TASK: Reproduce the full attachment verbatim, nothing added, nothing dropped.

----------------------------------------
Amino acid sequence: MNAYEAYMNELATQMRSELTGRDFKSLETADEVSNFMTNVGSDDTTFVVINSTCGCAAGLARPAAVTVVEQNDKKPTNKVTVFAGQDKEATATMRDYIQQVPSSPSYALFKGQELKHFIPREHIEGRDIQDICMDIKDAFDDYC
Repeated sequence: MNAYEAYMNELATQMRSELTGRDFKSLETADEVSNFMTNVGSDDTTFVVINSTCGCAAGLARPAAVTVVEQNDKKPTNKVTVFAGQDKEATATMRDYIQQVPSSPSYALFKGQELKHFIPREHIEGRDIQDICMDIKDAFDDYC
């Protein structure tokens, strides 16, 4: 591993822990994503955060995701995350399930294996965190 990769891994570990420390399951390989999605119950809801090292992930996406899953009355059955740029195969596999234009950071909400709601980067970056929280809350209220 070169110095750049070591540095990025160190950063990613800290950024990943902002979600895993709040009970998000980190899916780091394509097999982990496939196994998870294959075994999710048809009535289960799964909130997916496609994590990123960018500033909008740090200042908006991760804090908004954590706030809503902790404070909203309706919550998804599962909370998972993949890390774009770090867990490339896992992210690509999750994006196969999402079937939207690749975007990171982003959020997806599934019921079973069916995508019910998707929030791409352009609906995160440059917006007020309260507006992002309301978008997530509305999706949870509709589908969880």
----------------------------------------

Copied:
Amino acid sequence: MNAYEAYMNELATQMRSELTGRDFKSLETADEVSNFMTNVGSDDTTFVVINSTCGCAAGLARPAAVTVVEQNDKKPTNKVTVFAGQDKEATATMRDYIQQVPSSPSYALFKGQELKHFIPREHIEGRDIQDICMDIKDAFDDYC
Repeated sequence: MNAYEAYMNELATQMRSELTGRDFKSLETADEVSNFMTNVGSDDTTFVVINSTCGCAAGLARPAAVTVVEQNDKKPTNKVTVFAGQDKEATATMRDYIQQVPSSPSYALFKGQELKHFIPREHIEGRDIQDICMDIKDAFDDYC
């Protein structure tokens, strides 16, 4: 591993822990994503955060995701995350399930294996965190 990769891994570990420390399951390989999605119950809801090292992930996406899953009355059955740029195969596999234009950071909400709601980067970056929280809350209220 070169110095750049070591540095990025160190950063990613800290950024990943902002979600895993709040009970998000980190899916780091394509097999982990496939196994998870294959075994999710048809009535289960799964909130997916496609994590990123960018500033909008740090200042908006991760804090908004954590706030809503902790404070909203309706919550998804599962909370998972993949890390774009770090867990490339896992992210690509999750994006196969999402079937939207690749975007990171982003959020997806599934019921079973069916995508019910998707929030791409352009609906995160440059917006007020309260507006992002309301978008997530509305999706949870509709589908969880």